Exploring on foot seemed the best way, the slow way of the ancient travellers along the Silk Road. It was the right decision. I reached a small hamlet, just a few mud houses at the edge of the village. It was a magnificent site - enormous boulders lying there close to the stone fences of these shabby houses, in a timeless landscape surrounded by barren mountain peaks. Splendid scenery drenched in solitude. I walked around the boulders and there it was on one of them - the Sogdian rock inscription with the three Nestorian crosses.

Tangtse - rock inscriptions
The Sogdians were an Irano-Aryan people. In ancient times they had settled down in Central Asia, in the area around Samarkand. Alexander the Great invaded their country, he defeated them and married the daughter of a Sogdian leader. 
In the period after Alexander the Sogdian territory became part of the kingdom of the Bactrian Greeks. Then Christianity came to these regions. It was the oriental form of Christianity, adopted by the Nestorian Church of the East, which flourished in Persia till the tenth century. Nestorian missionaries followed the Silk Road to Central Asia, they founded Christian communities and preached among the Sogdians.

In those days Sogdian merchants controlled the trade along the Silk Road in Central Asia and converted Sogdians spread Nestorian Christianity in these parts. The Nestorian Church used Syriac, the old Aramaic language, for its liturgy. Sogdian converts translated these sacred texts into their own Irano-Aryan language and so they were preserved, till the storms of history - invasions of nomadic Central-Asian tribes, Buddhist reaction and the rise of Islam - swept away this christianized Sogdian civilization and buried it under the desert sands of Central-Asia. Few relics survived. One of them is the Sogdian rock inscription at Tangtse.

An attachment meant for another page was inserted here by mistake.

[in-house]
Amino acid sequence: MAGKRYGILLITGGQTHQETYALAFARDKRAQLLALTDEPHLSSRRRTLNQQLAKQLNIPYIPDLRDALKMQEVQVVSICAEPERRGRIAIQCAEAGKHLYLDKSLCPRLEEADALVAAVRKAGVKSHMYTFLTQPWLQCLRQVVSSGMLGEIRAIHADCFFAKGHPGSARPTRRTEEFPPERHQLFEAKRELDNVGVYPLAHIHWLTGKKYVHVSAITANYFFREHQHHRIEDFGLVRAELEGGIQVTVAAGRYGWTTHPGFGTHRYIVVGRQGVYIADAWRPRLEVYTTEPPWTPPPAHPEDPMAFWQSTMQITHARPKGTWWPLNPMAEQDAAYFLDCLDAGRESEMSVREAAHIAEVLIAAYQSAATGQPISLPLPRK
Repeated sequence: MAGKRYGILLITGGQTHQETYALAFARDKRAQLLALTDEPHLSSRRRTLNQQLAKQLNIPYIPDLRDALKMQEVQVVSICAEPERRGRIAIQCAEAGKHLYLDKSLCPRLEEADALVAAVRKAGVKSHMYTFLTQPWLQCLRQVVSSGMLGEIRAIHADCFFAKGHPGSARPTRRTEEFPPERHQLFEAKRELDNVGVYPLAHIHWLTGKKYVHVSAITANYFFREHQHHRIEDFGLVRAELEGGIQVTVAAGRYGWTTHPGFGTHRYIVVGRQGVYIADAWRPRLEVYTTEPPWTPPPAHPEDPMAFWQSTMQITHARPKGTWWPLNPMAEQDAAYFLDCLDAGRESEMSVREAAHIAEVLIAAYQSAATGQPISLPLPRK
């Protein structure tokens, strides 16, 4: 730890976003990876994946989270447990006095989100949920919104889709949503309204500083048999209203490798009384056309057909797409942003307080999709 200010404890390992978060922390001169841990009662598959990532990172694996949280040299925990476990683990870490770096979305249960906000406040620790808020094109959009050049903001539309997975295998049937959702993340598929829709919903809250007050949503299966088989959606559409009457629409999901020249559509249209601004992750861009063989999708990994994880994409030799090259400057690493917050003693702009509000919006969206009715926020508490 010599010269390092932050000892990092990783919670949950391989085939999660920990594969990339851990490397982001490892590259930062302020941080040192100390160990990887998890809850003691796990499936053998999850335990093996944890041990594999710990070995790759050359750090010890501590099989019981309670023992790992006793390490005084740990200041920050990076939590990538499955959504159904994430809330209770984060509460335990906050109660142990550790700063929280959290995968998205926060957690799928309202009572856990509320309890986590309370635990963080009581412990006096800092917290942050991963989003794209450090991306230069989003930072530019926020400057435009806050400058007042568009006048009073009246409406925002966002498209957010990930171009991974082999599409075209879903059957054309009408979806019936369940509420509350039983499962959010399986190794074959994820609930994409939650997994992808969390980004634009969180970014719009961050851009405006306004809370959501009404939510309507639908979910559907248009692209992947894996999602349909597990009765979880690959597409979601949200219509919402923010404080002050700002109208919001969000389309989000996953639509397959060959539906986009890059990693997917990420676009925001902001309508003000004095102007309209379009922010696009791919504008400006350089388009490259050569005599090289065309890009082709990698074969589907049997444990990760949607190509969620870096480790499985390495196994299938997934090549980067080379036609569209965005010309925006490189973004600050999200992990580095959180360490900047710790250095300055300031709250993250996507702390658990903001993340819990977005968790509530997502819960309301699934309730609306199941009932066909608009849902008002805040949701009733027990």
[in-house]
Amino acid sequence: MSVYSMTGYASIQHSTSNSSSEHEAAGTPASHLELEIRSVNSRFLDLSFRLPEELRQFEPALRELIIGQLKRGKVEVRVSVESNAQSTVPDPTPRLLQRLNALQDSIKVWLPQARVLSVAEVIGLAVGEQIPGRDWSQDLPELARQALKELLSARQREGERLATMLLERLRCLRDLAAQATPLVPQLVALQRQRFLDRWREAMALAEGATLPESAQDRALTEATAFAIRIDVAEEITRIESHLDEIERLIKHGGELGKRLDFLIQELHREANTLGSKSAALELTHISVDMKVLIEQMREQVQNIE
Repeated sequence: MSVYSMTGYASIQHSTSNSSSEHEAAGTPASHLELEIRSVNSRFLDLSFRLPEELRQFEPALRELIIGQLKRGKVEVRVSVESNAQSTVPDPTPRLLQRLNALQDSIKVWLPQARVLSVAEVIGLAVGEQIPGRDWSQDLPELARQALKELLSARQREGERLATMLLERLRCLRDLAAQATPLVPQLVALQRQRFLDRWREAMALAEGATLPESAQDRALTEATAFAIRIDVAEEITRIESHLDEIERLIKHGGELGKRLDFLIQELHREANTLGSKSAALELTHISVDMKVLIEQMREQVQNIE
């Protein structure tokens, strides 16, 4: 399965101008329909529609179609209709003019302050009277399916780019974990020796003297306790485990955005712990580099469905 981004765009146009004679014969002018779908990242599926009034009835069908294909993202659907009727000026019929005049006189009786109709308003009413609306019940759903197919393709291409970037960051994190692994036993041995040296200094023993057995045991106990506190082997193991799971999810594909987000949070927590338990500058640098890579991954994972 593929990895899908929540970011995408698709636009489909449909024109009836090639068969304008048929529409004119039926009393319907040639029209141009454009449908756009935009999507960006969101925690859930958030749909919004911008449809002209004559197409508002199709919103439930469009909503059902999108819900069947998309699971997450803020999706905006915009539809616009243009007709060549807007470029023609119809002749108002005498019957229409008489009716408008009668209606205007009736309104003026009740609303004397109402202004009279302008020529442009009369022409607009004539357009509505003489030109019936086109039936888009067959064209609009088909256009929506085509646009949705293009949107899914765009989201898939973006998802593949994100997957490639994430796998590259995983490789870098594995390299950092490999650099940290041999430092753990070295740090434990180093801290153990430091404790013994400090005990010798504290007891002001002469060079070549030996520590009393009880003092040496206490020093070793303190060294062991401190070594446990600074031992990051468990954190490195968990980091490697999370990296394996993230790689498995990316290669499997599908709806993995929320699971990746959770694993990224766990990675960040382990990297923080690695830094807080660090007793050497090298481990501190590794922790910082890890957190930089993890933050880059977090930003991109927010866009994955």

Sogdian text & Nestorian Cross
The inscripion on the boulder at Tangtse is still there, though surrounded by more recent graffiti from casual Buddhist travellers. The Sogdian text of the inscription goes as follows: In the year 210 (Arab calendar, corresponding with 825 AD) we sent Caitra from Samarkand together with the monk Nosfarn as messengers to the King of Tibet. Three Nestorian crosses are carved to the left of the Sogdian inscription. If the text and the crosses belong together, which is a tempting and even reasonable presumption, the monk who is called Nosfarn in the inscription may have been a Nestorian messenger. One can imagine him looking for shelter after the long march over the Changla pass, sitting there wrapped in his cloth and carving the sign of his Christian creed in the rock. His hands cold as ice, his religious zeal unbroken.

Pangong Lake close to Tibetan border

The next day Pangong Lake was my final destination. My Ladakhi driver was in great shape and we reached the lake after a few hours' drive. I never saw a more desolate place. The greyish blue water surface motionless, like melted ice. A glimpse of blue in the clouded sky at the distant shore and farther away the snow-capped mountains of Tibet. Centuries ago a Nestorian monk stood there, measuring the distance and the difficulties that lay ahead. 

Tangtse, the next day. It was July, but the weather had changed and it was a tough ride back. At the top of the Changla Pass we had to slide our way through a snowstorm and it took us several hours before we reached the lower valley with the main road leading to Leh. The rain kept pouring down for the rest of the day. It was the anticlimax of a summer trip through the highlands of eastern Ladakh, in search of a rock with three Nestorian crosses. 

Text & illustrations - August Thiry